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Who's to blame when HAL kills again?

19-02-2020 11:15

Alkis Gounaris
National and Kapodistrian University of Athens, Department of Philosophy

Abstract: Most of us met HAL 9000 as the lead character in Stanley Kubrick's film "2001, A Space Odyssey", which was based on Arthur Clarke's screenplay and short stories. HAL, a Heuristically Programmed Algorithmic Computer –a sophisticated form of Artificial Intelligence (AI)– decides to kill the spaceship crew and gain control of the spaceship in which it was stationed, in order to ensure the success of its mission, when it realized it was under threat.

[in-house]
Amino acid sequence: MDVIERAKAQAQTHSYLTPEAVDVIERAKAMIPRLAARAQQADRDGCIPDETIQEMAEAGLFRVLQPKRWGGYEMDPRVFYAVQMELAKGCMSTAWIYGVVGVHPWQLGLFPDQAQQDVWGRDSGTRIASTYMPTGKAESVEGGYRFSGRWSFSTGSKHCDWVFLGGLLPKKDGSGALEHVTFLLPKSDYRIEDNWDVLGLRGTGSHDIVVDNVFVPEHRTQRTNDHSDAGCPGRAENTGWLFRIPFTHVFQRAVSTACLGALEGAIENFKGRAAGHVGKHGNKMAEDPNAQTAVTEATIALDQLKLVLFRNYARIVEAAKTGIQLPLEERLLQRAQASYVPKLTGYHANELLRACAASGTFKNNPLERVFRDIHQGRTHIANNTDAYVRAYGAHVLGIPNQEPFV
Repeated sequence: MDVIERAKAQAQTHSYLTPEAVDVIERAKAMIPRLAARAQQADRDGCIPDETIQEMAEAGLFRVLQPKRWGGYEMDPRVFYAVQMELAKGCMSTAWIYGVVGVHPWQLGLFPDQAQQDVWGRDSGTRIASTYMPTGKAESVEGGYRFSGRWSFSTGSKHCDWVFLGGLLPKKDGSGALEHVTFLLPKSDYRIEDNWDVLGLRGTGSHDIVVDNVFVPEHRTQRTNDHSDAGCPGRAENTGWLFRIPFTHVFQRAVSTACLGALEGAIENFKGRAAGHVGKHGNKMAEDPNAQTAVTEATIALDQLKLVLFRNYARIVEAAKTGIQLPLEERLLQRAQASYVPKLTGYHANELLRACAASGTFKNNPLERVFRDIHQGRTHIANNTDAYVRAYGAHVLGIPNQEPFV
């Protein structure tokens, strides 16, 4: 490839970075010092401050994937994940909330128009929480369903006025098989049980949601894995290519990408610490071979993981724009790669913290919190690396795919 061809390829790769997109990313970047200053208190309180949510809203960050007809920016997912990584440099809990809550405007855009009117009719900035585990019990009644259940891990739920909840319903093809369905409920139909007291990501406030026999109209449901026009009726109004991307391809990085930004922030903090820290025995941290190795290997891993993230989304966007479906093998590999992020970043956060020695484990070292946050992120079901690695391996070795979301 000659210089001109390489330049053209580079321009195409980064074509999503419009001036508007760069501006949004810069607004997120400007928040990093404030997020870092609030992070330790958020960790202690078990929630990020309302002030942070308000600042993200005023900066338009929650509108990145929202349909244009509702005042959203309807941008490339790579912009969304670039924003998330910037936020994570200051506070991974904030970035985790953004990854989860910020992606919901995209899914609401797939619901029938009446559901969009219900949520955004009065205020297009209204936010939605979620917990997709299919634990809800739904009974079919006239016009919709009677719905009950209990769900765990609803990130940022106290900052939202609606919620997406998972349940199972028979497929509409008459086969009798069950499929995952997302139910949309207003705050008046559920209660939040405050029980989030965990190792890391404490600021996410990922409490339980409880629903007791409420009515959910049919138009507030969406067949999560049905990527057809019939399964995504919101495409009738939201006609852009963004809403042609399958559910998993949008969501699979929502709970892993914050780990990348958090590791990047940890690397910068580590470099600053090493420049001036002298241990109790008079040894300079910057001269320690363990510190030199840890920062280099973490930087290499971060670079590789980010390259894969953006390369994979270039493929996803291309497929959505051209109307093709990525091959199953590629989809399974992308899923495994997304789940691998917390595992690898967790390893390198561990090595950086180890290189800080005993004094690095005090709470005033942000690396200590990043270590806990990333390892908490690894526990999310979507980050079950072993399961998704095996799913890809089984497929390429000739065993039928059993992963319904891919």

On the threshold of 21st century technology breakthroughs, Daniel Dennett, who was then involved in a costly but ultimately unsuccessful program for the development of an intelligent AI, published his popular paper on computer ethics regarding the development of AI technology, by asking the question "When HAL Kills, Who's to Blame?".
Two decades later, rephrasing Daniel Dennett's classic question, I try to stress the need for an up-to-date philosophical answer, in the light of both current developments in the AI field as well as those of the immediate future.

Keywords: Ethics of AI, Responsibility Gap, Autonomous Weapons

DOI: https://doi.org/10.12681/ethiki.22772

Gounaris, A. (2019). Who's to blame when HAL kills again? Ithiki. V.12. pp. 4-10

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